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    In my experience enjoying work has a number of requirements, sometimes competing.

    1. Larger employers may pay better and have a career structure but it is harder to "own" what you do and therefore additional earnings, once you have had them for a while, can diminish in importance, they can stop satisfying like crisps; with a large bag by the end they are not as good as the first ones.

    2. Smaller employers may pay less, there may be no formal progression, though large leaps to near the top are possible if you make a real contribution, you can easily be noticed. However slogging along on low pay with little ownership doing repetitive tasks can dull the glow that greater "ownership" might bring.

    It is sometimes small cog in big wheel or bigger cog in small wheel syndrome.

    Now I personally went route 2, however there is a lot to be said for starting on route 1 (in my case accountancy) and moving down once your training is cemented, what you learn re formal work process in the early years stays with you your whole career (Or it can)

    Sometimes work grows on you (or you on it), I have been working a long time (32 years since finishing formal study, but in total now 41 years) and I have only had one position that was only 6 months when I have not enjoyed myself.

    Another way to grow is to try to learn something new every day, or deal with something different, not always easy, the curve flattens over time, but if you can leave work thinking, I achieved x, changed y, learned z ,in my opinion you get to enjoy what you do,

    And passion, well I never thought age 22-23 I would end up in accountancy, (Humanities first degree) but over time I grew to enjoy it, and all its facets, be they business finance, accounting itself or taxes (especially taxes), even learning stuff outwith the traditional role like health and safety, staff issues, legal issues-the key is a position with variety, it is this that gets me leaving the house not really having a clue what the day will bring.
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    I'm boxing off a PhD and teaching and some of it - not all - is stuff I might say I'm passionate about. So to me it works in degrees. I love the contact time and I love teaching, but some of the stuff I teach I find dull and tedious. Then once a year I get to teach a module on 'my' stuff, which I couldn't love any more. it balances itself out for me. I'd say I am doing something I'm passionate about... Mostly. Of course, a lot of academia now isn't very secure, but I'll take that as it comes.

    I went back to uni late so I worked full time for years before doing the whole academia thing, and I have done some jobs I hated with every fibre of my being. Never going back to that again, whatever the money is.
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    (Original post by J1mmy)
    I finished up my Masters about 5 years ago, initially wanted to enter into clinical psychology. I began preparing myself in terms of getting the right experience. Along the way, I spent a long time in clinical research rubbing shoulders with different professions within healthcare and being exposed to the healthcare machine as I would perhaps come to realise it had I followed my original plan. I ditched my original career aspirations as I didn’t think they would satisfy me for what I was sacrificing myself for in terms of gaining experience over half a decade - this could not be made up with the slow progression and mediocre pay; not to mention the changing and depleting landscape of the NHS’s mental health sphere.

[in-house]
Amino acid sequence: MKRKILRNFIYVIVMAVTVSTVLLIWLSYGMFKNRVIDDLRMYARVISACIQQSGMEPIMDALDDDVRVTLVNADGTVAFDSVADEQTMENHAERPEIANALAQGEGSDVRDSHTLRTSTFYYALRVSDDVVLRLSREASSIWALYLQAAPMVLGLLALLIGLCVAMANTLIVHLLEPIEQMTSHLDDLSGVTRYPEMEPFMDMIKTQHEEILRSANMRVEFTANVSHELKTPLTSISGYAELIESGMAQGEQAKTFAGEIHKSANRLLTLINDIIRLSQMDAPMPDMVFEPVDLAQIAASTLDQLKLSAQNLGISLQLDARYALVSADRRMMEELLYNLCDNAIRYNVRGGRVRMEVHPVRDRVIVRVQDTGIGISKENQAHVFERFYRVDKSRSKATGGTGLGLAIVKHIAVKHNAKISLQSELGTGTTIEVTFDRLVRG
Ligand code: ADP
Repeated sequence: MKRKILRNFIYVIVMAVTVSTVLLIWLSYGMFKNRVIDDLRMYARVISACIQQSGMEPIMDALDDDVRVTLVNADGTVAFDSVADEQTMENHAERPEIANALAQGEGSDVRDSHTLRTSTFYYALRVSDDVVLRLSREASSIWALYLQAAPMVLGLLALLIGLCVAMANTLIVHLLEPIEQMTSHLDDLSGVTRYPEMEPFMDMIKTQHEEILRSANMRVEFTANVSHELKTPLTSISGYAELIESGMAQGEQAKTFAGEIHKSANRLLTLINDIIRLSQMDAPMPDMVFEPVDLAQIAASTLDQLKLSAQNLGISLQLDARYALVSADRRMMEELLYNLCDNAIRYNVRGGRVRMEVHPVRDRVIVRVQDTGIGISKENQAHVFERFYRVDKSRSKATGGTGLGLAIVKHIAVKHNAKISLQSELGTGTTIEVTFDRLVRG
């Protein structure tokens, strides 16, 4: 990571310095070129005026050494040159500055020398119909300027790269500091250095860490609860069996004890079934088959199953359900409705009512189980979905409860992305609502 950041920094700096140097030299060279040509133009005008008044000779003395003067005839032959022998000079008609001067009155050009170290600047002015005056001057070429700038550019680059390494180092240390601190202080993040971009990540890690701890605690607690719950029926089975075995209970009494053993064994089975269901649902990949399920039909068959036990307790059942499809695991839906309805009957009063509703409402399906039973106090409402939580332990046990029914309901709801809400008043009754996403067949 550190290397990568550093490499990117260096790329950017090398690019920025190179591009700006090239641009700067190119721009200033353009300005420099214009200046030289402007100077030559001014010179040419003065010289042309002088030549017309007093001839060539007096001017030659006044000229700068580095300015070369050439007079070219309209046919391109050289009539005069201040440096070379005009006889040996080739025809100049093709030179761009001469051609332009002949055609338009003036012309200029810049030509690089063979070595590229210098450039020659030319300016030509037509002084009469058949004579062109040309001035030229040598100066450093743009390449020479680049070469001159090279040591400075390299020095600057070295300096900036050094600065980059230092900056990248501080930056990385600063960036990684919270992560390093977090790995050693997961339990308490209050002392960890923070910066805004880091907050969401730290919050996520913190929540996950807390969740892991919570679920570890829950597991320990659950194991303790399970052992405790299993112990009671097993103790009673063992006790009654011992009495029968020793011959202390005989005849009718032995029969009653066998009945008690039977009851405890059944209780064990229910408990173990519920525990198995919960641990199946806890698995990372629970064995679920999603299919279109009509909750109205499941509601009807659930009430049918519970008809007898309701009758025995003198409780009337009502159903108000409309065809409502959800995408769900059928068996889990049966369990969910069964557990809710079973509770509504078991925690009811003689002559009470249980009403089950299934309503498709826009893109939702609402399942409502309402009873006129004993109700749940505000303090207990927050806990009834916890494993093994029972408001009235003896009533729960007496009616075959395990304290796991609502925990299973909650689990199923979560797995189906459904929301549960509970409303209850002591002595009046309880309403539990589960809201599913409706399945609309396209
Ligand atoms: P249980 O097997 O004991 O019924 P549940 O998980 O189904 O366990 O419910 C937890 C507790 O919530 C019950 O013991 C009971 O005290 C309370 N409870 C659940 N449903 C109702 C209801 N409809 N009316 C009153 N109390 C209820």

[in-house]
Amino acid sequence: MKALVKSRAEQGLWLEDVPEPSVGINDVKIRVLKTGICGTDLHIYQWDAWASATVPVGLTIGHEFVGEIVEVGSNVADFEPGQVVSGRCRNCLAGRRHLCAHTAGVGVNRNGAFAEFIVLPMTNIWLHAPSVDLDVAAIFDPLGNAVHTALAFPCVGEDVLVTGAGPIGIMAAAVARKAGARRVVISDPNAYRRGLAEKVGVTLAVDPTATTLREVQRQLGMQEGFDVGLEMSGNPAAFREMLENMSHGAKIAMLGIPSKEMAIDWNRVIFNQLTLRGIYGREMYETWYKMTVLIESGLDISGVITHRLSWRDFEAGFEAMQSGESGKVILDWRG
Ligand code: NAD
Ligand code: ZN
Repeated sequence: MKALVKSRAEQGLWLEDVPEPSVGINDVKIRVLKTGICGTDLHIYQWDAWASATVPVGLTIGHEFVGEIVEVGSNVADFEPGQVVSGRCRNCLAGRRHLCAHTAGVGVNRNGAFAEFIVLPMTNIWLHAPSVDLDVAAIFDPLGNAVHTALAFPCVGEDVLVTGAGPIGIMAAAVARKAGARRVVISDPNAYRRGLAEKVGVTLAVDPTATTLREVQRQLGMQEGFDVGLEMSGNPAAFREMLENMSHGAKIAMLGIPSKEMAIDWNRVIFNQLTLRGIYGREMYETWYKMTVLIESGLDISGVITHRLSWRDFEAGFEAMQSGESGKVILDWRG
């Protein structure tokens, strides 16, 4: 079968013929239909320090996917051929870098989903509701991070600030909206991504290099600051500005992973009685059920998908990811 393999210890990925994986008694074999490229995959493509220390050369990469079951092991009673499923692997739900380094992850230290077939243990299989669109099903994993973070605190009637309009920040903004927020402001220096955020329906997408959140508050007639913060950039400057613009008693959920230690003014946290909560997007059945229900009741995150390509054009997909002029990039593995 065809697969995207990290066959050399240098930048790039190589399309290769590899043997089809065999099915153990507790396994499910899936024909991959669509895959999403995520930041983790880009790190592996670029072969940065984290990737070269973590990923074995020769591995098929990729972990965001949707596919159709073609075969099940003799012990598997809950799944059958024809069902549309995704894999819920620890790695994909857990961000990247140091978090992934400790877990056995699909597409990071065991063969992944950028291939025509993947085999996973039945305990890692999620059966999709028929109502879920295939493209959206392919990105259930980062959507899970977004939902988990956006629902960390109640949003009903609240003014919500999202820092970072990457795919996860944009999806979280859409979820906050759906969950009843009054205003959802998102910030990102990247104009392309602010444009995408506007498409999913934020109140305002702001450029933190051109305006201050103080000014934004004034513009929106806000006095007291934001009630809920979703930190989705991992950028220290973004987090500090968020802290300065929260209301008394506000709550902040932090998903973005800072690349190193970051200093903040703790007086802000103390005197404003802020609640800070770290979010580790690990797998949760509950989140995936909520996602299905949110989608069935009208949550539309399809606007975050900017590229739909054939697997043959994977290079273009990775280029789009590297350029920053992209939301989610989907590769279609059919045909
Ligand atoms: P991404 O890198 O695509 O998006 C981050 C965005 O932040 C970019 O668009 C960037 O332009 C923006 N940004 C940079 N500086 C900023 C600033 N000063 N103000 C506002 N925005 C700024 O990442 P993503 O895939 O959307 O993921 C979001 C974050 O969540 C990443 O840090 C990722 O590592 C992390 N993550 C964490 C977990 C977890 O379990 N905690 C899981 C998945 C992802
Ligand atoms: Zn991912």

I recently quit my permanent job in research earlier this year - it was a dead end position where the only way up was getting a PhD and most likely being clueless at the end of it with poor pay and job security. Not to mention I decided against academia since what I’ve experienced so far to be a complete waste of time and egotistical driven most of which is fluff and actually has very little impact in ‘contribution’.

    I am now 5 year post-graduation without a career planned out and very confused with the idea of following one’s ‘passion’ or ‘interests’. After lots of discussion with people, I’ve concluded that most people aren’t actually happy with the work they do, but perhaps with the perks, salary and the fact they have a job at all masks their internal dissatisfaction with their own lives and usually don’t want to talk about how their aspiration and ambitions in life are no longer feasible to pursue.

    One thing I do feel I need to be part of is a real and direct positive impact to society. I’ve flirted with the idea of medicine for a few years now, and I have all the relevant experience to pursue it, BUT I don’t know whether it will bring me fulfilment and contentment. I’ve been told that it’s selfish to want to have fillings of satisfaction after being altruistic with my time via profession or donation - but isn’t that the human condition?

    One interesting theory I came across earlier is that people become passionate about their jobs after spending time doing it and becoming better at it. But I can’t see how I can just randomly pick out a position I think might work and actively ‘love’ my job in the hope that it will do the same back.

    In conclusion, I could do what everyone else is doing, find a decent job with progression, sell myself and make the company money, dislike my work life (but not talk about it), then eventually die and wonder why I didn't 'follow my dreams' - what ever that mean.
    I don't think passion in a career is a lie but you can't really know what you are passionate about until you start doing it. People who say 'oh I am passionate about X' but havent done it yet arent passionate about it, they think they will be from what they have been told/read about that thing but reading about something and actually doing it are two completely different things so a lot of the time people then get to their passion, try it and find it is nothing like what they read about.